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Anatomy of penis and physiology of erection

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Anatomy of penis and physiology of erection

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Anatomy of penis and physiology of erection

  1. 1. ANATOMY OF PENIS & PHYSIOLOGY OF ERECTION Dr. Prateek Laddha Senior Resident Urology
  2. 2. ANATOMY • Penis - 2 corpora cavernosa & corpus spongiosm , encased with tunica, bucks fascia, dartos fascia & skin. • Function – Urinary and Sexual
  3. 3. SKIN OF PENIS • Penile skin :- Very mobile as its dartos fascia backing is very loosely attached to Buck fascia. Highly elastic, without appendages & fat. • Uncircumcised men:- The prepuce (foreskin) is the penile skin as it folds over the glans and attaches below the corona. • Glans penis skin is immobile as it is attached to the tunica albuginea below it.
  4. 4. FASCIA OVER PENIS DARTOS FASCIA (superficial fascia) • Continuation of colle's fascia in the perineum • Extends from base to prepuce • Loosely attached to skin & deeper buck’s fascia • Contains superficial arteries ,veins & nerves BUCKS FASCIA (deep fascia) • Tough elastic layer immediately adjacent to tunica albuginea. • The corpora cavernosa are surrounded by Buck fascia dorsally. • Buck fascia splits  corpus spongiosum ventrally. • Deep dorsal vein, Dorsal artery & Dorsal nerve are contained within bucks fascia. • Distally attached to glans.
  5. 5. TUNICA ALBUGINEA Bilayered • Inner layer - Circular, Intra cavernosal pillars • Outer layer - Longitudinally oriented, Absent between 5- 7° clock • Emissary veins – between two layers, outer layer compress emissary veins during erection. With Erection, are tightly stretched, and in the flaccid state they form an undulating meshwork Radiating from this inner layer are intracavernous pillars that act as struts to augment the septum and provide essential support to the erectile tissue The most vulnerable area is located on the ventral groove (between the 5 o’clock and 7 o’clock positions), where the longitudinal outer layer is absent; most prostheses tend to extrude here
  6. 6. CONTENTS OF TUNICA ALBUGINEA Fibrillar collagen (mostly type I but also type III) Collagen has a greater tensile strength than steel, it is unyielding. Elastin fibers • Elastin can be stretched up to 150% of its length. The elastin content allows tunical expansion and helps to determine stretched penile length.
  7. 7. LIGAMENTS • Suspensory— Arises from Buck fascia and consists of two lateral bundles and one median bundle, which circumscribe the dorsal vein of the penis. Main function - to attach the tunica albuginea of the corpora cavernosa to the pubis. Provides support for the mobile portion of the penis • Fundiform– Arises from Colles’ fascia and is lateral, superficial, and not adherent to the tunica albuginea of the corpora cavernosa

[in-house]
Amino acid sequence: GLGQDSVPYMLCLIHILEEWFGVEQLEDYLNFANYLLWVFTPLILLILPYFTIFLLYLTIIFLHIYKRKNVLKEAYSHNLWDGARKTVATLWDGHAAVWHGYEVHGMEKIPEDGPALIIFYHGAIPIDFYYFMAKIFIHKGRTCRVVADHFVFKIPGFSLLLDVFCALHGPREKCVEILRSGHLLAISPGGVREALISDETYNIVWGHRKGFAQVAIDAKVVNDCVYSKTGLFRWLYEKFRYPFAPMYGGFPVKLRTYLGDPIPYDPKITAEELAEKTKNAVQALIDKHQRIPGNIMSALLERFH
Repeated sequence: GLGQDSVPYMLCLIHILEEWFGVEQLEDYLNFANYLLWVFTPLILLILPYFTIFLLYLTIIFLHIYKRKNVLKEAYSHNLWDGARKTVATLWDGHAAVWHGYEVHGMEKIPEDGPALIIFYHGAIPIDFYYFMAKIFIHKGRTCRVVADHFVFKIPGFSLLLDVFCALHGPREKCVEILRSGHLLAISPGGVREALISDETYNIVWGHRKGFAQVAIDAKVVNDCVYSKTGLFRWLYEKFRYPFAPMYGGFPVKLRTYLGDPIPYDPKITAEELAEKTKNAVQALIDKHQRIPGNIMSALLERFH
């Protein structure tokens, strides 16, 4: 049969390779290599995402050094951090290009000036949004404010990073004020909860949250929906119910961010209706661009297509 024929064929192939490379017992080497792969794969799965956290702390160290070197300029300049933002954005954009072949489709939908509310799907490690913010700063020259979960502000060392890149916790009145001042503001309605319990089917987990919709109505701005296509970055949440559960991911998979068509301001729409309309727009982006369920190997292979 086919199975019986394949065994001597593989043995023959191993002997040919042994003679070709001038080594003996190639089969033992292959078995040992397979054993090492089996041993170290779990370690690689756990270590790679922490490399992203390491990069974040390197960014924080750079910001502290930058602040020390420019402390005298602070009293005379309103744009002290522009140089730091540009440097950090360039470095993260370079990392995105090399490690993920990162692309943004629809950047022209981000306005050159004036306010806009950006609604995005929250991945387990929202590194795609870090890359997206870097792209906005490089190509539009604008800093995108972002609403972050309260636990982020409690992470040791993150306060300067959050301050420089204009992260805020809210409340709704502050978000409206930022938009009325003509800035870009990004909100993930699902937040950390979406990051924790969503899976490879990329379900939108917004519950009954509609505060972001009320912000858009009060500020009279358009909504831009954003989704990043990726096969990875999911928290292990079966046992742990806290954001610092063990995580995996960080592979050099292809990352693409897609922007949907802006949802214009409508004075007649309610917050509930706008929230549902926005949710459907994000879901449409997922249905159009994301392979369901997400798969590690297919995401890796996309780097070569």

8. 8. CORPORA CAVERNOSA • Paired cylinders & conglomeration of sinusoids • Sinusoids – separated by smooth muscle cells, connective tissues, collagen, arterioles, venules and terminal nerves • Crura - Proximal ends, covered by ischiocavernosus muscle, originate at the undersurface of the puboischial rami as two separate structures but merge under the pubic arch (distal to pubic symphysis) and remain attached up to the glans. CORPUS SPONGIOSUM • Single, contains urethra • Extends – bulb to glans • Sinusoids are larger • Tunica is thinner, lacks outer layer & intracorporeal struts • Bulb - fixed to perineal membrane , covered by bulbo spongiosus, narrows to form corpus spongiosum.
  9. 9. CORPORA
  10. 10. ARTERIAL SUPPLY INTERNAL PUDANDA L Bulbo Urethral Cavernosal Dorsal COMMON PENILE
  11. 11. ARTERIAL SUPPLY • Bulbo urethral artery – urethra, spongiousm & glans • Cavernosal artery - cavernous sinus • Dorsal artery – below the bucks fascia & between dorsal nerves, supplies glans • Gives circulflex branches which encircle corpora and provide rich blood supply.
  12. 12. VENOUS DRAINAGE • Glans  Deep dorsal vein • C. Spongiosum Circumflex, urethral,& bulbar veins • C. Cavernosa  Mid & distal shafts to Deep dorsal vein • Proximal to cavernousal & crual veins • Skin Superficial dorsal vein in turn to saphenous veins
  13. 13. VENOUS DRAINAGE Subtunical venules Emissary veins Deep dorsal, circumflex & periurethral veins
  14. 14. LYMPHATIC DRAINAGE Prepuce & skin of the shaft Join at coronal level Sup. Inguinal nodes Glans &corporeal bodies - Join at base of penis Sup. Inguinal nodes Deep Inguinal nodes Pelvic nodes Erectile tissue Internal Iliac nodes
  15. 15. NERVE SUPPLY SOMATIC
  16. 16. NERVE SUPPLY - SYMPATHETIC Sympathetic T11-L2 Sympathetic trunk Inf. Mesentric & Sup.Hypogastric plexus Hypogastric nerves Pelvic Plexus vasoconstriction, contraction of the seminal vesicles and prostate, and seminal emission NERVE SUPPLY :- PARA SYMPATHETICParasympathetic S2- S4 Pelvic splanchnic nerves (nervi erigentes) Pelvic plexus Preganglionic neurons synapse to give post ganglionic cavernous nerves. Produces vasodilataion
  17. 17. CNS • Modulatory effect Hypo thalamus, limbic system, ventral thalamus, tegmentum & latera substantial nigra • Medial pre optic area  recognize partner, integration of hormonal & sensory clues • Para ventricular nucleus & Hippocampus - erection
  18. 18. PENILE COMPONENTS AND THEIR FUNCTION DURING PENILE ERECTION Support corpus spongiosum and glans Contains and protects erectile tissue Provides rigidity of the corpora cavernosa Participates in veno-occlusive mechanism Pressurizes and constricts the urethral lumen to allow forceful expulsion of semen Regulates blood flow into and out of the sinusoids